In an era of college football when fans and athletic departments are fickle and hyper-critical of their coaches, creating unrealistic expectations that have little hope of being accomplished, there is one case where fans, media and athletic departments should be more critical: the performance of Michigan State’s Bobby Williams.

Paul Wong
Jeff Phillips

If the Spartans were ever going to win the Big Ten title, this was the year to do it. A down year for the Big Ten in which almost any team has the chance to win, Michigan State appeared to have the edge at the beginning of the season. It did not have to face the conference’s best team in Ohio State and played eight of its 12 games at Spartan Stadium.

But the Spartans have failed to take advantage of the schedule so far, going 3-4 in their first seven games. And it isn’t so much the fact they lost the games – California and Notre Dame both have come out of nowhere and Iowa and Minnesota have been pleasant surprises in the Big Ten – but it is how they lost the games.

Michigan State was absolutely run off the field in losses to California, Iowa and Minnesota – and twice that field was its own. The Spartans are talented (several of the players are pro prospects), but are undisciplined, play with no pride and at some point, the critics of the team will start to take a closer look at Williams.

There is no reason for Michigan State to be committing an obscene amount of turnovers and penalties and be unable to put up points with wide receiver Charles Rogers and quarterback Jeff Smoker.

Williams may have been given too much, too soon, after he was named head coach following Michigan State’s thrilling victory over Florida in the 2000 Citrus Bowl. Williams had coached in the place of Nick Saban who left for Louisiana State before the new year. The win set the bar high for the Spartans and for Williams.

The team appeared to carry a bit of the momentum over to 2000 by beginning the season 3-0, including a win against Notre Dame. But after that the wheels came off the wagon as the Spartans lost their next four games and coasted to a 5-7 season.

In a similar fashion, the 2001 Michigan State team started well by winning the five of the first seven games of the season, including victories over Wisconsin and Michigan. Yet just like in the 2000 season, the Spartans collapsed by losing their next three games after the win over the Wolverines. Only a victory over Missouri in the last game of the season kept Michigan State bowl eligible.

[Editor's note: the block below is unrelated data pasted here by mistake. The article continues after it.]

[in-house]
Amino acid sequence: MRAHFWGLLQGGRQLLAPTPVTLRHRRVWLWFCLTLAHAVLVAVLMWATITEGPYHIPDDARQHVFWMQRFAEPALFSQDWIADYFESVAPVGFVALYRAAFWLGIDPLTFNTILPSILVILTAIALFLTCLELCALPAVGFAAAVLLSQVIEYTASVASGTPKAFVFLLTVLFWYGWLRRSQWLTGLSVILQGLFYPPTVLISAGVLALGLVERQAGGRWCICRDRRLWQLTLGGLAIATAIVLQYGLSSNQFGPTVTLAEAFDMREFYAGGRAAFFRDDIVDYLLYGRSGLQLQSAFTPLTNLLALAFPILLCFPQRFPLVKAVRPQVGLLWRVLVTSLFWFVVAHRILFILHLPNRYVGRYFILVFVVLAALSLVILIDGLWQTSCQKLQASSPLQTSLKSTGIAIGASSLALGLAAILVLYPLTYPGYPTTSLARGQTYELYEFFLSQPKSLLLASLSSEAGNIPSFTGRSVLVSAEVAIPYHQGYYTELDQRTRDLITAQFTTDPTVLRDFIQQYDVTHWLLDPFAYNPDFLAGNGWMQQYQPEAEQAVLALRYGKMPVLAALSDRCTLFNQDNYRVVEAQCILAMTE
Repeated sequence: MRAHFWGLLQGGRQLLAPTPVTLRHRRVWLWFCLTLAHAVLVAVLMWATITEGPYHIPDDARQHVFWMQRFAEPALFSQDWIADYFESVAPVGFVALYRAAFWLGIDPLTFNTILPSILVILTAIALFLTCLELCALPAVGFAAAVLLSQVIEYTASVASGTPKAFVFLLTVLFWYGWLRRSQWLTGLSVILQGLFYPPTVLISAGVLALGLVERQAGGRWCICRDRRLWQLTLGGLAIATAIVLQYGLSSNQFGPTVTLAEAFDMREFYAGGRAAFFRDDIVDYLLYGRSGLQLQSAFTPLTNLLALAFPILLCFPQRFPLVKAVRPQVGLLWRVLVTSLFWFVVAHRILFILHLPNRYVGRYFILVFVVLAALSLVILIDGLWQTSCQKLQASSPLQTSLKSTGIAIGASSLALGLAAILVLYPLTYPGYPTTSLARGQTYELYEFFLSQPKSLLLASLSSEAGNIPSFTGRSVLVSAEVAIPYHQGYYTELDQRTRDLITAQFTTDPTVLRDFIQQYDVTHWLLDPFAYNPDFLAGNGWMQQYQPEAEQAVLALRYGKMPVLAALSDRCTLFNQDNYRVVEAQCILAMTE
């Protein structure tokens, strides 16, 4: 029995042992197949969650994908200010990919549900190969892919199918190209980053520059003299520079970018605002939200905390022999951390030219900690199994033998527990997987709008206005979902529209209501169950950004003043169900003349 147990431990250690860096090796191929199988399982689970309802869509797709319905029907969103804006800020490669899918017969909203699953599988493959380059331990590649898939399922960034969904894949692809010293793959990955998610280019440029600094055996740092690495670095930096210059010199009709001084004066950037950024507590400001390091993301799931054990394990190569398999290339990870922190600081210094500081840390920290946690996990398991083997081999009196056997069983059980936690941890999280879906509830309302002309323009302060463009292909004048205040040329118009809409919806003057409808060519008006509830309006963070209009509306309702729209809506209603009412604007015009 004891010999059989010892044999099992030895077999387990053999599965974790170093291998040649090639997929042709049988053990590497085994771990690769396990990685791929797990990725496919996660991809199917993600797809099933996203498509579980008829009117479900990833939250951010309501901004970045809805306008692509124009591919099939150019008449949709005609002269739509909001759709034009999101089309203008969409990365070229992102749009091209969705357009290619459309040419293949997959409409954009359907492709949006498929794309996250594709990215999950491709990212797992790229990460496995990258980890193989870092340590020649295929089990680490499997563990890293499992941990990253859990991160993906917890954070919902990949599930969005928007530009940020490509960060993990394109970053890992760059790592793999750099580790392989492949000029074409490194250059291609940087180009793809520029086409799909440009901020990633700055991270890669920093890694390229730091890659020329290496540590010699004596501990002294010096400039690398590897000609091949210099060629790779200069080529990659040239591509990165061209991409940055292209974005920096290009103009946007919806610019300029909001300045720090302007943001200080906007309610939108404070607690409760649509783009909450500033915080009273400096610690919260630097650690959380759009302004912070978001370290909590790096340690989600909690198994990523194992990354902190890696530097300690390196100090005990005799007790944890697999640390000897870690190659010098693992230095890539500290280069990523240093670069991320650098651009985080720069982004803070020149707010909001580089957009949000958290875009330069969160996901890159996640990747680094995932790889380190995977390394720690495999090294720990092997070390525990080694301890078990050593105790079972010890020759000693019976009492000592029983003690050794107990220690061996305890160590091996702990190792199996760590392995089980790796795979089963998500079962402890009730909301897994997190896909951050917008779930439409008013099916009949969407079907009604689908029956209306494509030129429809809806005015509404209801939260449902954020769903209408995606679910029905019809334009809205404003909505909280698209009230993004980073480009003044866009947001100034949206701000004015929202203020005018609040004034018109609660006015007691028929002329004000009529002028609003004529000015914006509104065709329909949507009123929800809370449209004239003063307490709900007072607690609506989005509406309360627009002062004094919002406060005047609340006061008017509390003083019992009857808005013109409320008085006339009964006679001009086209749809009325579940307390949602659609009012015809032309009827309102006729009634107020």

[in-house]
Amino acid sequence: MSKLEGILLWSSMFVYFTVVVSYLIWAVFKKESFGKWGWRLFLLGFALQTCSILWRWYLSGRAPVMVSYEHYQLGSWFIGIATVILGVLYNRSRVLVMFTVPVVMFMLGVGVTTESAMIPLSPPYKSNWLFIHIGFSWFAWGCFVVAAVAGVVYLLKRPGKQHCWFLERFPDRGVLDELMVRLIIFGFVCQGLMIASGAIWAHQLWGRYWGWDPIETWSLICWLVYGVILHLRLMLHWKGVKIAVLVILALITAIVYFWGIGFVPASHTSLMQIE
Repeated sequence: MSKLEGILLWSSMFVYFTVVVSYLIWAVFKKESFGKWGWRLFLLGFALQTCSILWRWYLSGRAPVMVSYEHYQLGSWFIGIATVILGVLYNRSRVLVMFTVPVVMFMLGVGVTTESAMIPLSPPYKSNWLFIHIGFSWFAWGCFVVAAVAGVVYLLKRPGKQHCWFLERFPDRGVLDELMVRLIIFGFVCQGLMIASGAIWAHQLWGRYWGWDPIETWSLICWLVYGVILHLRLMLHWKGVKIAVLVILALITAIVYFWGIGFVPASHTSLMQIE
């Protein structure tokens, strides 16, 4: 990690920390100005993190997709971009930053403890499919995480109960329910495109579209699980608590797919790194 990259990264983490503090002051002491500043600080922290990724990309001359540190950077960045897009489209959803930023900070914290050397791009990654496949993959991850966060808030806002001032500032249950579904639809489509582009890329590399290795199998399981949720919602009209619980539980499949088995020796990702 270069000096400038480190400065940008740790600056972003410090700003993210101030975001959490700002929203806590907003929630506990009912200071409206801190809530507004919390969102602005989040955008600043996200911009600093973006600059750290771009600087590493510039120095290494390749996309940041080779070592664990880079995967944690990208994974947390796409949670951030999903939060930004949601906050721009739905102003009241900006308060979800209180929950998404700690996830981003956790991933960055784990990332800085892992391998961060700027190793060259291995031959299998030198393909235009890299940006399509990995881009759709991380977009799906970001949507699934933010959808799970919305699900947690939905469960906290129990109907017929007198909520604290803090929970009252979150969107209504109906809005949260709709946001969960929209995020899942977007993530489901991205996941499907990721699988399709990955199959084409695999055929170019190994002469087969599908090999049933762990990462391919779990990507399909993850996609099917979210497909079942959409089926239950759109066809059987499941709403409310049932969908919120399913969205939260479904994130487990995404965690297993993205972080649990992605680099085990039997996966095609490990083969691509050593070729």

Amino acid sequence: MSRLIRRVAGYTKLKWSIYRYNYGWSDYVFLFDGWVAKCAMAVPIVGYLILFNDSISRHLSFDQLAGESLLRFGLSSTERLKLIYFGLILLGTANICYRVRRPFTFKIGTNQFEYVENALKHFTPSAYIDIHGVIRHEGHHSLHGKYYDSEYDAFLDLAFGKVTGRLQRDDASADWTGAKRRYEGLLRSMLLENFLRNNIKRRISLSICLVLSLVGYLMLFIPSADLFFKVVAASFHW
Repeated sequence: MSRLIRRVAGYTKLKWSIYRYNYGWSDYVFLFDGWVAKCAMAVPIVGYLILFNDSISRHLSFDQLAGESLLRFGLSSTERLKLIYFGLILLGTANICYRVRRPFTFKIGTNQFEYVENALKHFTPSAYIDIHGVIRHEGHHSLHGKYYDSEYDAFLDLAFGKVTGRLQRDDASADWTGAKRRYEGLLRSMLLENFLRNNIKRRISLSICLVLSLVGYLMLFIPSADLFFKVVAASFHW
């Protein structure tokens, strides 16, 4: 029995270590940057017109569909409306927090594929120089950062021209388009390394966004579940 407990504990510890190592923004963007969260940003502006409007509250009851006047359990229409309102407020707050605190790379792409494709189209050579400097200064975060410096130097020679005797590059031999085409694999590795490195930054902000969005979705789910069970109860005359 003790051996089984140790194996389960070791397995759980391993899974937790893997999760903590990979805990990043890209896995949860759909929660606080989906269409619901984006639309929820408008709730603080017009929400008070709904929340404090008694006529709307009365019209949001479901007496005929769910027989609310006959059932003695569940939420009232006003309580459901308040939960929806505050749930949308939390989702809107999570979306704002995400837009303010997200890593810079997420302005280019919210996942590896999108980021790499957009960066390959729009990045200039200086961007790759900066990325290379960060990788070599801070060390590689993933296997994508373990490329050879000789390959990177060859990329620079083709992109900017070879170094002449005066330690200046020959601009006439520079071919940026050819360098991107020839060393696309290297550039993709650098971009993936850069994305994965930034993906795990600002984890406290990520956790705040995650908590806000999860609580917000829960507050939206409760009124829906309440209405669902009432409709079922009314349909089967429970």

At some point, a coach is expected to follow up a big win with more success. Williams simply has not done this, and he will eventually have to take the blame. His teams have proven they can win, but only sporadically.

There is a growing movement in the media to place blame on the players rather than the coach, after all they are the ones on the field and playing the game, not the coach. This was a hot topic regarding Texas’ Mack Brown, whose Longhorns suffered another letdown in a big game. But if the blame cannot be placed on the coach than neither can the praise for a good season by the same reasoning.

The blame should be split between both the coach and the players, but the majority of the responsibility falls on the shoulders of the coach and his assistant. They design the playing systems and the disciplinary actions. They decide how to motivate and how to discourage.

Respect should be given to those coaches that have proven themselves under extreme duress and high expectations. Ohio State’s Jim Tressel built a solid foundation for the Buckeyes with a win over Michigan last season, and has followed it up with a sterling season thus far.

Similarly, Notre Dame coach Tyrone Willingham keeps winning after squeezing by Michigan this season, and all of it is done with the same players that former coach Bob Davie went 5-6 with last season.

Neither Notre Dame nor Ohio State has the most talent in the nation, but find themselves near the top of the polls due to good coaching. By the same token Michigan State – which has arguably just as much talent as Notre Dame and Ohio State – finds itself at the bottom of the Big Ten due to poor coaching.

And when Michigan State Athletic Director Ron Mason finally realizes this, Williams may find himself out of a job.

Jeff Phillips can be reached at jpphilli@umich.edu.

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